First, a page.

Glacier High School sophomores and juniors will be able to leave campus during lunch beginning Jan. 22. Before, only seniors were allowed off campus.
The school board approved the recommendation in an 8-1 vote, with trustee Anna Marie Bailey opposing, on Tuesday.
A lunch period is approximately 40 minutes, which raised questions by some trustees if that was enough time for students to leave and return to campus on time.
“Open campus,” is not limited to leaving school grounds, but also the school parking lot for students who want to sit in their vehicles during the lunch period.
The policy change falls in line with Flathead High School, which has included sophomores, juniors and seniors in its open campus policy for decades.
The request came from the Glacier student council. Student council members Morgan Baker, Kavi Fix, Joselyn Jolly, Kali Brubaker and Simon Hill presented the rationale, surveys and anecdotes behind the proposal to trustees in December.
One of the driving forces for making the proposal now is that commercial development around the school provides dozens of restaurant/grocery options nearby, as opposed to when the school opened in 2007, when there were only a couple of choices besides going home, Glacier Principal Micah Hill reiterated at Tuesday’s meeting.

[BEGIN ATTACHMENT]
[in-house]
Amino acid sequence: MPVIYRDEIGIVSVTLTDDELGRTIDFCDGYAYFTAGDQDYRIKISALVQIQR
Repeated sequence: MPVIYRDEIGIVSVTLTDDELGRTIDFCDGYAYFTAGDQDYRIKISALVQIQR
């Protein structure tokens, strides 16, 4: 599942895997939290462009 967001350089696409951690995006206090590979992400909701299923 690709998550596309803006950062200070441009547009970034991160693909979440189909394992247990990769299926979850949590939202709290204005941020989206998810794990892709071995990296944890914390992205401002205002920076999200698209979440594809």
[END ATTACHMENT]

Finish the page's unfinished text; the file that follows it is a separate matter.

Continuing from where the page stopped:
Student council members counted 23 “eating establishments” within a five-minute drive of the high school campus. In addition, students noted long school-lunch lines with up to 20-minute waits. During the presentation, the group also talked about issues with seating and serving capacity and that some students not eligible to participate in the open campus policy leave despite the rules, or have parents excuse them.
Student presenters backed the rationale with survey results from 259 parent responses, 301 student responses and 71 staff responses.
Student responses showed overwhelming support to extend the off-campus privilege to sophomores and juniors by 95.3 percent. The staff responses also showed broad support.
Of the parent responses, 53.7 percent were “yes” votes to open-campus privileges to sophomores and juniors; 31.3 percent were “no” and 15.1 percent were “undecided.” One of the questions also posed to parents was whether or not they lived close enough to the school that their student could go home for lunch and make it back to class in time. Of the responses, 55.2 percent replied “no” and 44.8 percent, “yes.”
The current open-campus policy also accounts for disciplinary actions if a student is late to class or if litter becomes an issue.
The school’s tardiness policy will remain in effect, according to Hill. Students are considered tardy if they are not in class by the time the bell rings and up to five minutes after, according to the student and parent handbook. After a student is tardy once, each successive tardy results in a lunch detention.
Hill told trustees he had also discussed the potential impact to the food-service department and concluded that it would be minimal, but is something that will be tracked.
There are about 625 sophomores and juniors currently attending Glacier.
Reporter Hilary Matheson may be reached at 758-4431 or email@example.com.